Projection basics for GIS professionals

Coordinate systems, also known as map projections, are arbitrary designations for spatial data. Their purpose is to provide a common basis for communication about a particular place or area on the earth's surface. The most critical issue in dealing with coordinate systems is knowing what the projection is and having the correct coordinate system information associated with a dataset. There are two types of coordinate systems—geographic and projected.

A geographic coordinate system uses a three-dimensional spherical surface to define locations on the earth. It includes an angular unit of measure, a prime meridian, and a datum (based on a spheroid). In a geographic coordinate system, a point is referenced by its longitude and latitude values. Longitude and latitude are angles measured from the earth's center to a point on the earth's surface. The angles often are measured in degrees (or in grads).

Learn more about geographic coordinate systems.

A projected coordinate system is defined on a flat, two-dimensional surface. Unlike a geographic coordinate system, a projected coordinate system has constant lengths, angles, and areas across the two dimensions. A projected coordinate system is always based on a geographic coordinate system that is based on a sphere or spheroid.

In a projected coordinate system, locations are identified by x,y coordinates on a grid, with the origin at the center of the grid. Each position has two values that reference it to that central location. One specifies its horizontal position and the other its vertical position.

Learn more about projected coordinate systems.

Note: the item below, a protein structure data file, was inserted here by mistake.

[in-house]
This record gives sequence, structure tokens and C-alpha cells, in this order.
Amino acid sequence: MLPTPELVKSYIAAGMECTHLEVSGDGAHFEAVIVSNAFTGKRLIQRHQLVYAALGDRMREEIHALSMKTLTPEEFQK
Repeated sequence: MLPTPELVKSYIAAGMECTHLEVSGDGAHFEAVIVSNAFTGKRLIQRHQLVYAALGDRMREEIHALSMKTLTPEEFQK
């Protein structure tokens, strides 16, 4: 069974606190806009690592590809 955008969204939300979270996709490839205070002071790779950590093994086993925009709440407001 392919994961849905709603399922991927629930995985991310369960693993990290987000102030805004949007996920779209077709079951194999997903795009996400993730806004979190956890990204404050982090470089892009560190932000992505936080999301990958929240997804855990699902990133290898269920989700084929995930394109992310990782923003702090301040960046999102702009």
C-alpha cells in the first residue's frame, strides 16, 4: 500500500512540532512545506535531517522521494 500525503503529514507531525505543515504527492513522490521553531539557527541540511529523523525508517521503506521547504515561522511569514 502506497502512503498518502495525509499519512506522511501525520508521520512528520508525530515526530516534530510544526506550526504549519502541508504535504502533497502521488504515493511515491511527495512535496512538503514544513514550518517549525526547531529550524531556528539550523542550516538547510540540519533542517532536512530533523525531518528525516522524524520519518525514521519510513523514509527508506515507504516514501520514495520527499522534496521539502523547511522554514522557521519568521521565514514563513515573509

When the first map projections were devised, it was assumed, incorrectly, that the earth was flat. Later the assumption was revised, and the earth was assumed to be a perfect sphere. In the 18th century, people began to realize that the earth was not perfectly round. This was the beginning of the concept of the cartographic spheroid.

To more accurately represent locations on the earth's surface, mapmakers studied the shape of the earth (geodesy) and created the concept of the spheroid. A datum links a spheroid to a particular portion of the earth's surface. Recent datums are designed to fit the entire earth's surface well.

These are the most commonly used datums in North America:

Newer spheroids are developed from satellite measurements and are more accurate than those developed in the 19th and early 20th centuries.

You will find that the terms "geographic coordinate system" and "datum" are used interchangeably.

Learn more about datums.

The coordinates for a location will change depending on the datum and spheroid on which those coordinates are based, even if using the same map projection and projection parameters. For example, the geographic coordinates below are for the city of Bellingham, Washington, using three different datums:




NAD 1927



NAD 1983



WGS 1984



A principle of good data management is to obtain the coordinate system information from the data source providing the data. Do not guess about the coordinate system of data because this will result in an inaccurate GIS database. The necessary parameters are the following:

Geographic coordinate system (Datum)
Unit of measure
Zone (for UTM or State Plane)
Projection parameters

Projection parameters may be required, depending on the map projection. For example, the Albers and Lambert conic projections require the following parameters:

1st standard parallel
2nd standard parallel
Central meridian
Latitude of origin
False easting
False northing
Unit of measure

You can define a coordinate system for data with the Define Projection tool in the Data Management toolbox.

If the data has a coordinate system definition, but it does not match the typical coordinate system used by an organization, you can reproject the data. You can reproject data in a geodatabase feature dataset, feature class, shapefile, or raster dataset using the Project tool or Project Raster tool in the Data Management toolbox.

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